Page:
‘My wife!’ Heathcliff exclaimed looking around him. ‘Where? Are you talking about her spirit?’

How stupid of me! Of course the girl wasn’t his wife! She was much too young for him. She must be married to the young man.

‘Mrs. Heathcliff is my daughter-in-law’, said Heathcliff, reading my thoughts. There was hatred on his face as he spoke.

‘Ah, yes,’ I said. ‘You are very lucky to have such a lovely wife, young man.’

The youth went red and looked down at his plate.

‘I said she was my daughter-in-law, sir. She was married to my son,’ said Heathcliff.

‘And this young man is…’

‘Not my son.’

‘My name is Hareton Earnshaw,’ growled the youth angrily.

The atmosphere began to depress me. After a long silence I asked, ‘Perhaps one of your servants is free now to take me home?’

‘There’s only Heathcliff, Hareton, Zillah the housekeeper, Joseph and me here’, said the girl.

‘Then I suppose I’ll have to stay until the morning.’ I replied

That night, I was arranged in a house where the master didn’t usually allow people to stay. I closed the door and got into bed. I put my candle on a small shelf next to a pile of old books. To my surprise, I saw that the shelf was covered in writing. These names were scratched in the paint: Catherine Earnshaw, Catherine Heathcliff and Catherine Linton.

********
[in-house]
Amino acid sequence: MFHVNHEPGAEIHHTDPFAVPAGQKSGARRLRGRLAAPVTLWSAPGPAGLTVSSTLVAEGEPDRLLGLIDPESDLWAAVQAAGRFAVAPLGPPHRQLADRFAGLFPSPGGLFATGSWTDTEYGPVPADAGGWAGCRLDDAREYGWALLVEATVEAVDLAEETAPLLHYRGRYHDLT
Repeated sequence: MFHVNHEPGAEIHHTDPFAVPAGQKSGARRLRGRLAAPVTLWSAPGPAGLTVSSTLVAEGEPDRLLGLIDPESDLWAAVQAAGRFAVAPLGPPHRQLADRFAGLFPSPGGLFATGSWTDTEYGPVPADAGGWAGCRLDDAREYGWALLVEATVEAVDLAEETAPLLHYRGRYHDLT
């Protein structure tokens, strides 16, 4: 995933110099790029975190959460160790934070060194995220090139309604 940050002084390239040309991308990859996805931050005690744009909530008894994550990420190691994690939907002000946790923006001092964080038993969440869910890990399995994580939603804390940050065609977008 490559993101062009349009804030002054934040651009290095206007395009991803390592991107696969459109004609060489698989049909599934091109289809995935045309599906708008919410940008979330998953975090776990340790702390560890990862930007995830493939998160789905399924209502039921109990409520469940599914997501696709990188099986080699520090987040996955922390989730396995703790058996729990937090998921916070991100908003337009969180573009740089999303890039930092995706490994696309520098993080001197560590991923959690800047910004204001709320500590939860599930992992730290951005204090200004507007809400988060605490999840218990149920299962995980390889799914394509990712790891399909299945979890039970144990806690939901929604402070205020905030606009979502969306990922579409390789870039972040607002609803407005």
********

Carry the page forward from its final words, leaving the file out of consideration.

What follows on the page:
I picked up one of the books on the shelf. It was a diary. On the first page I read, ‘Catherine Earnshaw, her book’, and a date of twenty-five years ago. Curious to know more about this Catherine, I started to read. I understand the following: Catherine Earnshaw’s father was dead and she lived with her cruel older brother Hindley. Catherine and Heathcliff were close friends, but Hindley and his young wife Frances heated and abused the adopted Heathcliff.

I had terrible dreams that night. There was a lot of noise-rapping and tapping sounds. I woke up. The branch of a tree outside was hitting the glass in the window. I got up, pushed my hand through the glass and pout out my arm. But instead of the branch my fingers closed on a little ice-cold hand. The hand held mine tightly and a sad voice sobbed, ‘Let me in!’

‘Who are you?’ I said.